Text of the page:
Lawmakers Want Obscene Billboards Banned

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Billboards like this may soon be banned if the House bill is passed into law

MANILA, Philippines – A bill introduced in the Lower House banning lewd billboards along the country’s major thoroughfares has gained support from stakeholders, reports said.

The bill officially called “An Act Prohibiting the Public Exhibition or Display of Obscene and/or Distractive Motion or Still Pictures Along Major Thoroughfares” was authored by Rep. Harlin Cast Abayon, with Rep. Fred Castro as its sponsor.

“It deals with obscene issues of billboards. But this representation thinks safety of the billboard must be incorporated,” Castro said before the committee. “This Representation would like to request the committee to create a technical working group that would study the aspect of how safe the billboards are the moment they are put up in a certain locality.”

“Not only the matter of decency and morality is included, even the safety where the people around is posted,” he added.

Castro explained billboards carrying advertisement are becoming increasingly vulgar and lewd, posing risk to motorists because it might distract the attention of drivers off the road.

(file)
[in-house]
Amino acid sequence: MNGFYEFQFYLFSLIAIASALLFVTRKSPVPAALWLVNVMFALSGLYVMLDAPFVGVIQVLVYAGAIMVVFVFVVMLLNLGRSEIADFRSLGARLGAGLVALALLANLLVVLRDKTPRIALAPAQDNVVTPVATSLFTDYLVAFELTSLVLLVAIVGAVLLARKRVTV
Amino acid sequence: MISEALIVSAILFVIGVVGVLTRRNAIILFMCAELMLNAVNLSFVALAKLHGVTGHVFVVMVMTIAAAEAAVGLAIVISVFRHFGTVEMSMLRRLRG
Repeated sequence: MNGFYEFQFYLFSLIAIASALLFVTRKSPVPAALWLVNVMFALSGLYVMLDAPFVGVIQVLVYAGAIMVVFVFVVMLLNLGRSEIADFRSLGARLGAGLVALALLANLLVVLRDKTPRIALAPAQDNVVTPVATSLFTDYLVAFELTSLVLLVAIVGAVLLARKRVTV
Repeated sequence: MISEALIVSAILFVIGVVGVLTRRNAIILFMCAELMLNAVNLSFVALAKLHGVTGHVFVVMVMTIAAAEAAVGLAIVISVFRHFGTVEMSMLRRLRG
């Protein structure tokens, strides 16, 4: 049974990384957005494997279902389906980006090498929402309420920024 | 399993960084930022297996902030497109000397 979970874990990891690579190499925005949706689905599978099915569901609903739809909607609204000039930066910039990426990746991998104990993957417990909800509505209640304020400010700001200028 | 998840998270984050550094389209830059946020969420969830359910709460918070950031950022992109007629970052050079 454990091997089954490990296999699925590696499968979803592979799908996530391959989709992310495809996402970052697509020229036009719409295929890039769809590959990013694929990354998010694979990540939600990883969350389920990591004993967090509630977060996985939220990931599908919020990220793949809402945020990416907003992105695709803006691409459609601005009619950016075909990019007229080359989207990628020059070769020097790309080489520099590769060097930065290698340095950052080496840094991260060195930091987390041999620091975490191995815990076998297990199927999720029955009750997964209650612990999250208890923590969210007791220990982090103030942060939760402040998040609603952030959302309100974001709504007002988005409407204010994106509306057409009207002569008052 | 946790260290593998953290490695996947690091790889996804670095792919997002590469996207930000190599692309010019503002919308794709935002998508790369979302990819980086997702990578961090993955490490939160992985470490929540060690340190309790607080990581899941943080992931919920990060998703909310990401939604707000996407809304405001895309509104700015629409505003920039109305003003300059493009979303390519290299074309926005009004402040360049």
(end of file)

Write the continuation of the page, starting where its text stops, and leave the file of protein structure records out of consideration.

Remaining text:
It might also unguarded corrupt young minds if they continue to be exposed to these uncontrolled ‘obscenities’.

Meanwhile, the bill already gathered support from stakeholders including the Department of Justice (DOJ) and the Metro Manila Development Authority (MMDA).

Rosario Cuevas, state counsel of the DOJ said, “In principle, the DOJ proposes no objection on the passage of the bill which protects the populace. We support the passage of the bill.”

Also, MMDA Legal Counsel Zuleyka Lopez expressed support for the measure and ’will cooperate in any manner, providing real time data on matter of accidents on EDSA and those under the authority of MMDA. We also join the suggestion for a technical working group (TWG) so we can fully discuss technicalities of the house bill.’

However, an advertising group said although it supports the bill, clarified it only supports the obscenity issue, but not the matter of safety.

Ramil Gutierrez, Vice President of the Outdoor Billboards Advertising Association, argued no study yet has proven linking traffic accidents to obscene billboards.

He mentioned their study has cited cellphone use, radio and eating food remains the top distractions among drivers resulting to traffic accident.

The committee on public information has directed the creation of a technical working group that will study all aspects related to the implementation of the bill.

The bill has also defined sanctions for offenders once the bill is passed into law:

  • P50,000 to P70,000 and a 30-day suspension of license for advertisers on the first offense;
  • P70,000 to P80,000 and a 60-day suspension of license for advertisers on the second offense; and
  • Jail time of six of months to six years; fine of P80,000 to P100,000 or both, and for advertisers the cancellation of advertising permit or license on the third offense.

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